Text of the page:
Lives of the fellows

Charles William Buckley

b.10 October 1874 d.28 May 1955
MB BS Lond(1898) MD Lond(1899) MRCP(1923) FRCP(1933)

Charles Buckley, who was to become an outstanding authority on rheumatic diseases, was born in Derby into a family which entitled him to the hereditary freedom of the city by lineal descent. His father was Henry Buckley; his mother had been Mary Haslam. He was to develop into a distinguished figure of moderate height, with bushy eyebrows, a high domed forehead and such a thoughtful, serious expression that Sir Humphry Rolleston said of him that ‘no one could ever be as wise as Buckley looked.’ But he was a man of wide education and an omnivorous reader from his youth, when private tuition prepared him for an entrance scholarship to St. Mary’s Hospital and for the Kerslake scholarship in pathology and bacteriology.

After house posts at St. Mary’s and in the fever service of the Metropolitan Asylums Board he settled in practice in his native county and slowly built up a reputation in the new field of rheumatology, that did not receive recognition until his appointment as physician to the Devonshire Royal Hospital at Buxton in 1912 and to membership of its management committee in 1917. It was due to his work as an honorary major at the Canadian Red Cross Hospital at Buxton in World War I that a large sum of money came to the University of Manchester for rheumatism research. Further well-deserved recognition followed.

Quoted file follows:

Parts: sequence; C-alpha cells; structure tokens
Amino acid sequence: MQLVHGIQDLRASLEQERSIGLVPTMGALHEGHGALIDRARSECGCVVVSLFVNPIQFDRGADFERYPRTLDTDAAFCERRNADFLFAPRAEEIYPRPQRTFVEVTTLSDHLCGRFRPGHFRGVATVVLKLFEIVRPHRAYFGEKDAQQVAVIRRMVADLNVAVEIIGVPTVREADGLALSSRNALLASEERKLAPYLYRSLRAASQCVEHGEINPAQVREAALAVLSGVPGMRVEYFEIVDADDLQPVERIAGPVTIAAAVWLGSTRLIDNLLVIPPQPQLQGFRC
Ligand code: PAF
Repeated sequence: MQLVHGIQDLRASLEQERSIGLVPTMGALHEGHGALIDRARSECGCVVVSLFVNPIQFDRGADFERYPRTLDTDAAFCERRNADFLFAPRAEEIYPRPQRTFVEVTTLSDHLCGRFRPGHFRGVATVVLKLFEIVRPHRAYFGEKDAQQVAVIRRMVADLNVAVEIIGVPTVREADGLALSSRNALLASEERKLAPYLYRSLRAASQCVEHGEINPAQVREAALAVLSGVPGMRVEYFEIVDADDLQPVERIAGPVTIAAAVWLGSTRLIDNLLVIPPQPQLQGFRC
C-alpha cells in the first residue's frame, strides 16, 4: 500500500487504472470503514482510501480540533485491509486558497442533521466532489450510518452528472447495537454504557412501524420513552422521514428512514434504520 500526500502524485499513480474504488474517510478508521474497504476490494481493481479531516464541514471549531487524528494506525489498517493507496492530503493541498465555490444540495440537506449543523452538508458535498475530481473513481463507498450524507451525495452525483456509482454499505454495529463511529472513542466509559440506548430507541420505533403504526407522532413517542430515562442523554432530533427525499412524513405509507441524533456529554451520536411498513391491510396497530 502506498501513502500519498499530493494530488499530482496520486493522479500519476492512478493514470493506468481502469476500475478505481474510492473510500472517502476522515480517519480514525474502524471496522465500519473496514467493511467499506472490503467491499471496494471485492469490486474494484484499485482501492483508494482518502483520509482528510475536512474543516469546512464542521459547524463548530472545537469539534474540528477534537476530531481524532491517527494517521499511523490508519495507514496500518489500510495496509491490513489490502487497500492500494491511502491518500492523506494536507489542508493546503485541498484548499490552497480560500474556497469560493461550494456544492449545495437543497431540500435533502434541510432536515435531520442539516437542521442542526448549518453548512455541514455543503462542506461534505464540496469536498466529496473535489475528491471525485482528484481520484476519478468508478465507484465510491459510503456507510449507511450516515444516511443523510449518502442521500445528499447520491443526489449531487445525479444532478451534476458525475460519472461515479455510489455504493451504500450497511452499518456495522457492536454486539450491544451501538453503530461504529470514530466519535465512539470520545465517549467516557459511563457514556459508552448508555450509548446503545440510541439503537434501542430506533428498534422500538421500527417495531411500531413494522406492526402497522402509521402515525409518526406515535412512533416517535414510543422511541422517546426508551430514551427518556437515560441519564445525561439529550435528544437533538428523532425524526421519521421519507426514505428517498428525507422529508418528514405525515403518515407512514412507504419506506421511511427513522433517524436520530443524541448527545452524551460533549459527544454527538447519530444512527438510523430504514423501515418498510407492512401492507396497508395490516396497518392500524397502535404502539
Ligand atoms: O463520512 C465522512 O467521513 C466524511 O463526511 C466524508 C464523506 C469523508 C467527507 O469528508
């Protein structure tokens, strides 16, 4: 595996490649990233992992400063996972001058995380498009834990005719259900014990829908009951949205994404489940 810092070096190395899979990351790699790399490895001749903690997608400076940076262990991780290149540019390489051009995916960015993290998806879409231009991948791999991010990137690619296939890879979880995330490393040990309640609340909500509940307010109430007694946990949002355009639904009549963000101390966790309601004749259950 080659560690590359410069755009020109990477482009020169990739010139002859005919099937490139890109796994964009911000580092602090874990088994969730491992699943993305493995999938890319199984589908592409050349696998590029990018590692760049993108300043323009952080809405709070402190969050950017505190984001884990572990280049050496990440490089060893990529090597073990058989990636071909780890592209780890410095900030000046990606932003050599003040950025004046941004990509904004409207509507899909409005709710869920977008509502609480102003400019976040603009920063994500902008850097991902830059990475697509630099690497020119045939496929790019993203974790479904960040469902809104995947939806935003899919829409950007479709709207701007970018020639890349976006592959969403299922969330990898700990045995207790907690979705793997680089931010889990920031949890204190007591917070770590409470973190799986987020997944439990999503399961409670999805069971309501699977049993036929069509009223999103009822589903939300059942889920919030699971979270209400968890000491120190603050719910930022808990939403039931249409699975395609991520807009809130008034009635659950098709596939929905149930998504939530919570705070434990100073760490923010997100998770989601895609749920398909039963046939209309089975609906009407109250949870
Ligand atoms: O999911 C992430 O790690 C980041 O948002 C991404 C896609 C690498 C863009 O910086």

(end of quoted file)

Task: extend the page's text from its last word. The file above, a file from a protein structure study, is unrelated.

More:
He was for many years associated with the Buxton and District Hospital, and became lecturer to the British Postgraduate Medical School, examiner in hydrology to what was later the Chartered Society of Physiotherapy, a member of the Scientific Advisory Committee of the Empire Rheumatism Council, a life member of the Heberden Society, and an honorary member of the American Rheumatism Association.

Buckley was an excellent clinician and a magnificent teacher, whose rather pontifical manner of address disappeared completely when he talked with interested juniors; yet his greatest contribution to his specialty was not his immaculately presented lectures and writings on such aspects of it as ankylosing spondylitis (.Proc. roy. Soc. Med., 1932, 26, 105-10), but his editing of the College’s Reports on chronic rheumatic diseases and of the Annals of the Rheumatic Diseases. In his busy life he found time for his hobbies of archaeology and fishing, and for service to the town council of Buxton; when he became an honorary freeman in 1947 a fellow alderman said no man had given greater service.

In 1902 he married Lilian, daughter of Hugh Hughes, of Manchester. They had one son, who died in 1954, and three daughters.

Richard R Trail

[, 1955, 1, 1431-2 (p); Lancet, 1955, 1, 1228-9 (p); Times, 31 May 1955.]

(Volume V, page 61)

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